Have you tried to find funding for your business lately? It’s a nightmare. Despite an increasing list of fancy options, from crowdfunding to factoring to venture capital, most entrepreneurs don’t want to do six months of song and dance just to get working capital. Kabbage is an Atlanta unicorn startup that was founded by Kathryn Petralia and Rob Frohwein to solve this problem.
What if your business could get credit like you do?
Today, they’ve served 80,000 customers in four countries and deployed $2 billion business lines of credit–mostly approved within minutes. Jim McKelvey, co-founder of Square, was one of their early investors.
“Our customers are looking for less than 250K,” says Kathryn. “It’s too expensive for most lenders to originate that loan.” With the dream of making quick credit approvals a reality for companies (like they are for people), Kabbage has grown into the onlyunicorn company in Georgia.
Here are nine insights from Kathryn about what she’s learning on her entrepreneurial journey to help other entrepreneurs:
1. The importance of co-founder rapport. “Kabbage was Rob’s idea–he was smart, we laughed a lot, and he’s an incredible idea guy. I’m a good ‘how do you make that work’ operating partner.” She pointed out she was thinking of going to graduate school after a few years in various fintech companies. She has an English major from Furman. Rob made her reconsider her options and she hasn’t looked back. “I’m opportunistic,” she says.
2. Smart decision making. “If you move quickly–too quickly–you can make the wrong decision. It’s important to understand all the sides of a situation. The truth is always in the middle. Even if you don’t want to listen because you think you know the answer, the process is important. I’ve learned to give the decision making process time.”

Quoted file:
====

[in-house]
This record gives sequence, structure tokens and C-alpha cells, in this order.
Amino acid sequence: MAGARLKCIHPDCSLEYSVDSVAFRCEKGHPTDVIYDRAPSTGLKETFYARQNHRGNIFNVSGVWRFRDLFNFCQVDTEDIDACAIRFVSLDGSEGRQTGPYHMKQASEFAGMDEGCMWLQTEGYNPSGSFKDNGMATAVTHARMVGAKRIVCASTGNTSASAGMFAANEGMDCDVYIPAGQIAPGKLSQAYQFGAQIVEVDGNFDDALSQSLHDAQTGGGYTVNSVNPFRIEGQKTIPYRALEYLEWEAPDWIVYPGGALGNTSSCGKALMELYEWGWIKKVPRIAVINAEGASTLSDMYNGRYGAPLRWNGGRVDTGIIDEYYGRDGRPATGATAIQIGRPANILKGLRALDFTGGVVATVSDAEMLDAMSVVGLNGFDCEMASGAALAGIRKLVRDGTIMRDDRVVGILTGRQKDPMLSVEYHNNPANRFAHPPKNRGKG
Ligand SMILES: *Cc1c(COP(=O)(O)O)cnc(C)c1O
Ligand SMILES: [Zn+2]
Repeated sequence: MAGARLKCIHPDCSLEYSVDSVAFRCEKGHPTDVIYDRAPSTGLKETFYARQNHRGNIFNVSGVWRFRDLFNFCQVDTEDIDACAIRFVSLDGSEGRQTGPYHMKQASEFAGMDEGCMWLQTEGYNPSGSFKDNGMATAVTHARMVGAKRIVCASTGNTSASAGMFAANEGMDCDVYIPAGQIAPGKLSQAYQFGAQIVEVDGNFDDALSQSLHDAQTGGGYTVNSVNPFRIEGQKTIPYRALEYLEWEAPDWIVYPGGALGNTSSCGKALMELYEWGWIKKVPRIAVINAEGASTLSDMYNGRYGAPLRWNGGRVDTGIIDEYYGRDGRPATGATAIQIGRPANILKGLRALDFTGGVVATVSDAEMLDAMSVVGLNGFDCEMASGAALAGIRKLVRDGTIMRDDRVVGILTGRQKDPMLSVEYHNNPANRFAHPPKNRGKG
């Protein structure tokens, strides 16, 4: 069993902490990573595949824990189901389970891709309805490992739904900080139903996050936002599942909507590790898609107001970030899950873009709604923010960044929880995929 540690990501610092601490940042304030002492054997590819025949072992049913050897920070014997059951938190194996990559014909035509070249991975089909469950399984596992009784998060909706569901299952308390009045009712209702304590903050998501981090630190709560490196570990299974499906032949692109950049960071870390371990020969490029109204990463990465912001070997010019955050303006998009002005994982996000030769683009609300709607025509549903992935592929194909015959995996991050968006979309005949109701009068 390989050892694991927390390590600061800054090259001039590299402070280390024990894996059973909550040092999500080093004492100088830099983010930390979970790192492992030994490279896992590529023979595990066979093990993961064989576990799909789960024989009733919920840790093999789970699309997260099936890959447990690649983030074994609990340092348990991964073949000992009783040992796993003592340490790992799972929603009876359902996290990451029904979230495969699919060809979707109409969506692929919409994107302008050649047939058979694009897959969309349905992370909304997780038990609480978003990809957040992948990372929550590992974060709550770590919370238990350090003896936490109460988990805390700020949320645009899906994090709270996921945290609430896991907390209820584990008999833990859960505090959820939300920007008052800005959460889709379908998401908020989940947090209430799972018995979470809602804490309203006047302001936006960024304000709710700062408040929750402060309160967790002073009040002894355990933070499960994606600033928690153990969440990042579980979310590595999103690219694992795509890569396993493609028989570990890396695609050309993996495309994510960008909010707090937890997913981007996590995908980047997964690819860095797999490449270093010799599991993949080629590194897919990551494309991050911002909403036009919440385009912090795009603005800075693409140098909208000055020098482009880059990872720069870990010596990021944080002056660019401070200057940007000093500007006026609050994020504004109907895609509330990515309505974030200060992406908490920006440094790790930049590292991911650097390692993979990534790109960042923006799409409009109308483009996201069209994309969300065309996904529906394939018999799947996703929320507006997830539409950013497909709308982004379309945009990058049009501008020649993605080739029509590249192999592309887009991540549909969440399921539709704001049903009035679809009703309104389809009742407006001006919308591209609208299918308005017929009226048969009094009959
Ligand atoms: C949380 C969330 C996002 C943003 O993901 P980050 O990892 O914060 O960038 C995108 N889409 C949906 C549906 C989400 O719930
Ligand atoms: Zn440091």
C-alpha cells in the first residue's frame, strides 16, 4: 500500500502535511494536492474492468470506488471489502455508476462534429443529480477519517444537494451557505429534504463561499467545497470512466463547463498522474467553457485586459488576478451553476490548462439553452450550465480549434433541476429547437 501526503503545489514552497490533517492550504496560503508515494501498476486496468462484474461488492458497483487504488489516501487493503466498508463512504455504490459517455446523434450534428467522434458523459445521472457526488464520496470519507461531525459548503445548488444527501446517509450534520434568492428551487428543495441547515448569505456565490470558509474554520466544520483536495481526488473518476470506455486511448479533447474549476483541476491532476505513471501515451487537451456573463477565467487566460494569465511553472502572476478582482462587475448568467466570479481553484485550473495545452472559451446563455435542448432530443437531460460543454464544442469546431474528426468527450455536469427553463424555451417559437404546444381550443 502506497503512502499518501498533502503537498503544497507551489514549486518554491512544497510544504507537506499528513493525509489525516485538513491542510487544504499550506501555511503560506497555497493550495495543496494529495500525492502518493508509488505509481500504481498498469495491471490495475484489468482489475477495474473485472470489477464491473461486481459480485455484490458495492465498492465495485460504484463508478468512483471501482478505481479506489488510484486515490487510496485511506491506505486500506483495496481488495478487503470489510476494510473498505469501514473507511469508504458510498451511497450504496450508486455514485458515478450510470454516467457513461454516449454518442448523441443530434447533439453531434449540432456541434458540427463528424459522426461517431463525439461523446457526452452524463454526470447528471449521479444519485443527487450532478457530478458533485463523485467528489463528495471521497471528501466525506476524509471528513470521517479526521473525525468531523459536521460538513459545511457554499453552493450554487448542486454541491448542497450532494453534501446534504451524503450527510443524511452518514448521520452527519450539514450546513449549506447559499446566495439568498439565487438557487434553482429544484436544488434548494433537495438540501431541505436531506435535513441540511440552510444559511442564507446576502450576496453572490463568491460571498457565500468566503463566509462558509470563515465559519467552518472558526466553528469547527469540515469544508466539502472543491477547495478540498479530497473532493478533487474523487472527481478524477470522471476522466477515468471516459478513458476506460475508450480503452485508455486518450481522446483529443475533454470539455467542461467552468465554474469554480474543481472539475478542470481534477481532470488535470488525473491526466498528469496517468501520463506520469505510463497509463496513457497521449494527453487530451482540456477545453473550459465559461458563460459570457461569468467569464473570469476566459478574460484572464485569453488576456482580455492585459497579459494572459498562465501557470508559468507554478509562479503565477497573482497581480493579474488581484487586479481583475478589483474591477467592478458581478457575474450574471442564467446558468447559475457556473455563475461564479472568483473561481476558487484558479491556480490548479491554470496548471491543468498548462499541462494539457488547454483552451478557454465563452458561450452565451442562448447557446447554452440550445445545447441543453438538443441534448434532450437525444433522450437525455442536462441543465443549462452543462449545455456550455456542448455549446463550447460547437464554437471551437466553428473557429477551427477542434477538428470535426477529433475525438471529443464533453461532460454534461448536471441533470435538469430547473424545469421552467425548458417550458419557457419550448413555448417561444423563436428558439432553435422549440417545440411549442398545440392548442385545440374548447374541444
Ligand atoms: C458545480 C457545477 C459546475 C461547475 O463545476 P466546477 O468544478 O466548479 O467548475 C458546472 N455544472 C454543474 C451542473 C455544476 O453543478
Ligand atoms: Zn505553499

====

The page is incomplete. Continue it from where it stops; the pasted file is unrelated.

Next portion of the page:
3. Most excited about. “What’s exciting to me is building a brand that people trust–that people are willing to share their business checking account. They don’t have to provide leases, articles of incorporation, and that sort of thing. Our experience saves time and gives access to capital they need to grow.”
4. Pet Peeve. “When people say something is hard. Of course it’s hard; that’s why we’re doing it.”
5. Never underestimate corporate inertia as an opportunity. “Consumer lending has been automated since the 90s–so I thought automating lending for eBay sellers would be easy. Yet, the banks were not focusing on automation. If you start as a small business lending company with a lot of highly manual processes, it’s hard to change your genetics. A lot of what we’ve done has been done in consumer lending arena forever–we’re bringing it to commercial lending for the first time.”
6. Great business partnership begins at home. “Regardless of your gender, it’s important to have a strong partner and support system to help you maximize your time. I’ve been fortunate that my husband has been an at-home dad since our son, now 14, was born. Most women aren’t able to do what I do because they don’t have the family or spousal support that I do. My husband has been a stay at home dad for 15 years. People don’t want to hear that, that they need support that they need to do it. It’s not a failure.”
7. Mentors: few and far between. “Since I haven’t followed a clear path throughout my career, I haven’t always known where to look for mentors.” (Finding mentors is one of the top three challenges cited by almost all female founders.)
8. Hardest lesson. “The qualities that most entrepreneurs possess in the early stages actually work against them in a later stage. The mentality is that everyone does it all, that everyone does what it takes, and that everyone is equal. That is an important startup mentality. Today, we have 330 employees. You need to be able to remove yourself from the tactical day to day.”
9. When to delegate and grow. “You know you are in the weeds too much because people are waiting on you–you’re a bottleneck.”
The Road Ahead
Kathryn expects Kabbage to keep doubling revenue year over year in the near future. “We’re in four countries today and hope to be in ten by next year.”
She says,”the future will hold some transparency for small business borrowers to compare the total cost of borrowing. An APR doesn’t necessarily tell them something–they are measuring revenue in dollars.” She feels the cost of capital should be similarly easy to spot.
Kabbage keeps looking for ways to add more value to the 80,000 small business owners–and counting–who turn to them for fast access to capital without the craziness.